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and Campania, the White Star Majestic and Teutonic, the P. and O. Himalaya, Australia, Victoria, and Arcadia, and the three Empresses of the Canadian Pacific Company, Eighteen other steamers are included in the second class, without subsidy.

The idea of armed mercantile cruisers originated with Mr. Ismay, of the White Star line. In 1885 he pointed out to the Government that in the event of the Suez Canal being closed, a vessel such as his firm proposed to build could land troops in India by way of the Cape almost within the same time that would be required to inake the passage by the Canal. Mr. Ismay's proposal was accepted, and the Teutonic, the first of her class, was laid down. This vessel, typical of her successors, mounts twelve quick-firing Armstrong guns, eight on the upper and promenade decks, and two on each turtle-back. The Teutonic can reach Halifax in five days, and Cape Town in twelve and a half days : she can land troops at Bombay via Suez in fourteen days, at Calcutta in seventeen and a half days, at Hong Kong in twenty-one and a half days, and at Sydney in twenty-two days.

During the recent war between the United States and Spain, four cruisers belonging to the American line were requisitioned for service. These were the Paris, New York, St. Louis, and St. Paul. The first two, as already mentioned, were the famous Cities of Paris and New York, originally Inman steamers. These vessels were engaged as cruisers from April until September, during which time they suffered no mishap or breakdown, and the owners received the thanks of the President of the United States.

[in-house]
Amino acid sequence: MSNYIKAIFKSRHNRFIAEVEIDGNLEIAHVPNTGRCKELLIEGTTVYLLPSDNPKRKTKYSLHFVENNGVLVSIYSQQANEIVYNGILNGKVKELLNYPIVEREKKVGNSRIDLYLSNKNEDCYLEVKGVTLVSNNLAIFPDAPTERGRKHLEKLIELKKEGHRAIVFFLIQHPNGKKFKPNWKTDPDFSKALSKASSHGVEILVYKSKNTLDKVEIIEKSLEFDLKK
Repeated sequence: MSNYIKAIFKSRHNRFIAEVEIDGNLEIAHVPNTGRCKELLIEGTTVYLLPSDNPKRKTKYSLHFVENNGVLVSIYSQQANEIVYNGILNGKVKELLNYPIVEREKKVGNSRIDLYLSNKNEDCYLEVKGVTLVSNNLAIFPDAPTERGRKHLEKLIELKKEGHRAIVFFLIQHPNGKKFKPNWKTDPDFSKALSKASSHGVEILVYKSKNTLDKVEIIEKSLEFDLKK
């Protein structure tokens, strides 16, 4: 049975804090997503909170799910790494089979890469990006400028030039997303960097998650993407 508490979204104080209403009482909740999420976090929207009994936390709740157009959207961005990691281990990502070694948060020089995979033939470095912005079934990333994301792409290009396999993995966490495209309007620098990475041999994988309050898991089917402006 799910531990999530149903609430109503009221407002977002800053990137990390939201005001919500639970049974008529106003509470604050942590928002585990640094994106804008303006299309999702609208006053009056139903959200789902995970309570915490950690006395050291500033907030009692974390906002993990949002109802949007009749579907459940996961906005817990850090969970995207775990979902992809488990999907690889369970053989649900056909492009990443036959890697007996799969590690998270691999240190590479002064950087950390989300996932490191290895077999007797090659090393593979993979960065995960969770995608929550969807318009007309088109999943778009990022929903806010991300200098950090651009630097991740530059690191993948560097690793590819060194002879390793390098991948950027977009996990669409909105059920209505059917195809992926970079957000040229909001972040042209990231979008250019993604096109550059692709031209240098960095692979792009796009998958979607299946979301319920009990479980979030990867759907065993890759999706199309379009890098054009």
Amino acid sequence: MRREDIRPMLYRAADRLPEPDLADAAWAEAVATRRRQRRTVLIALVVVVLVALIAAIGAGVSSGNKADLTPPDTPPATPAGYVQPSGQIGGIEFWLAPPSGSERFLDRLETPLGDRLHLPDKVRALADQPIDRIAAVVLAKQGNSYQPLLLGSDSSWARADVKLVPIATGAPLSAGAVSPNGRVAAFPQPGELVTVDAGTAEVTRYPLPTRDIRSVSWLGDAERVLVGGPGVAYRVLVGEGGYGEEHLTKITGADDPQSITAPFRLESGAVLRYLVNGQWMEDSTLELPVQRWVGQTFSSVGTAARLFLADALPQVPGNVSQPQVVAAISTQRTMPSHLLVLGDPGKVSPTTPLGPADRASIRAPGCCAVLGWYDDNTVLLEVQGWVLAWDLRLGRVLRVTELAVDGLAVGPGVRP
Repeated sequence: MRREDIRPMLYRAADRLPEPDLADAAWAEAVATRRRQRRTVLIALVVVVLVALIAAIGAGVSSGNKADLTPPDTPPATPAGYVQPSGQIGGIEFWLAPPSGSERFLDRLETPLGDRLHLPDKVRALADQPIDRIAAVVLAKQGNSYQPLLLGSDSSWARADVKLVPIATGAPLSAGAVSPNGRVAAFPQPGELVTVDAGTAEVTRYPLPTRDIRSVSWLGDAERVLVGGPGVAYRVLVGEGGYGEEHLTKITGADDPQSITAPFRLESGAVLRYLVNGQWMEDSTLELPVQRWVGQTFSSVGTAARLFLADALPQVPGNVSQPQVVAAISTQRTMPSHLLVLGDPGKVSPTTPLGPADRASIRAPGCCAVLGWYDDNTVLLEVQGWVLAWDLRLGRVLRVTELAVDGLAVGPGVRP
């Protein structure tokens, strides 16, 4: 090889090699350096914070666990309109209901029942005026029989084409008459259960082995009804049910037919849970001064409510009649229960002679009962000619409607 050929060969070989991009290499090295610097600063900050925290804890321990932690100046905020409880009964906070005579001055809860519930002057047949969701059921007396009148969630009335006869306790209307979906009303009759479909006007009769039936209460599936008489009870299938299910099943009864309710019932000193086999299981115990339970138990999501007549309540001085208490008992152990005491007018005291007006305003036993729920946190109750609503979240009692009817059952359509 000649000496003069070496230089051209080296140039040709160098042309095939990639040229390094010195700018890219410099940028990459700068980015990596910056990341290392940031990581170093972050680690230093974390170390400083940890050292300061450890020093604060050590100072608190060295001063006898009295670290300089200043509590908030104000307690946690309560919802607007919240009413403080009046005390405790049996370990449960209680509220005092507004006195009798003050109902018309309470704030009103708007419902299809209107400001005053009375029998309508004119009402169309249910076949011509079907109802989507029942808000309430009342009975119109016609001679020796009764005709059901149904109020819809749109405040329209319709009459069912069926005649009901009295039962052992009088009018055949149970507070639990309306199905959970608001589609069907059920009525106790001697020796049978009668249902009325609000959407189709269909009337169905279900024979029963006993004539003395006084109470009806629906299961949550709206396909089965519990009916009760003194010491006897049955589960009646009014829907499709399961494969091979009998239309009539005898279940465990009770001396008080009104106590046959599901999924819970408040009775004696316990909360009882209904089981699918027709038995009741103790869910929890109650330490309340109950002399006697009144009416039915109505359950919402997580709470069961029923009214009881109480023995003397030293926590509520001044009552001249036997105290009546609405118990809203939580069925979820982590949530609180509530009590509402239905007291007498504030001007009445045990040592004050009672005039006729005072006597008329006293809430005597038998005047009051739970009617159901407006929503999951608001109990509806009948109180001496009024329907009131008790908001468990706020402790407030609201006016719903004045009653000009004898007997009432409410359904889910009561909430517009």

Though our own armed cruisers and the Royal Naval Reserve have not been put to a practical test, yet the best results may be confidently anticipated from these allies. The smartness of the officers, engineers, and seamen on the great liners is largely due to the influence of the few months' discipline to which they have been subjected in Her Majesty's Navy. The reserves include officers and seamen, engineers and firemen. The two latter have never been popular services, and the great companies offer more attractions to these men than the Royal Navy, the engineers of which always feel that they occupy a position subordinate to their real value as batants. The modern battleship is simply a huge machine, and on the engineer and his staff will devolve the gravest responsibility in time of trial-an excellent reason why the modern liners, which are the highest embodiments of marine engineering, should be the nurseries of reserve men. There


are now about twenty-seven thousand trained men of all classes -officers, engineers, seamen, and stokers—ready to take their places in the navy should a naval war break out.

It must be recorded as one of the greatest triumphs of modern naval science, that huge steamships are built to satisfy the requirements laid down for armed cruisers without any sacrifice of the accommodation and comfort of passengers.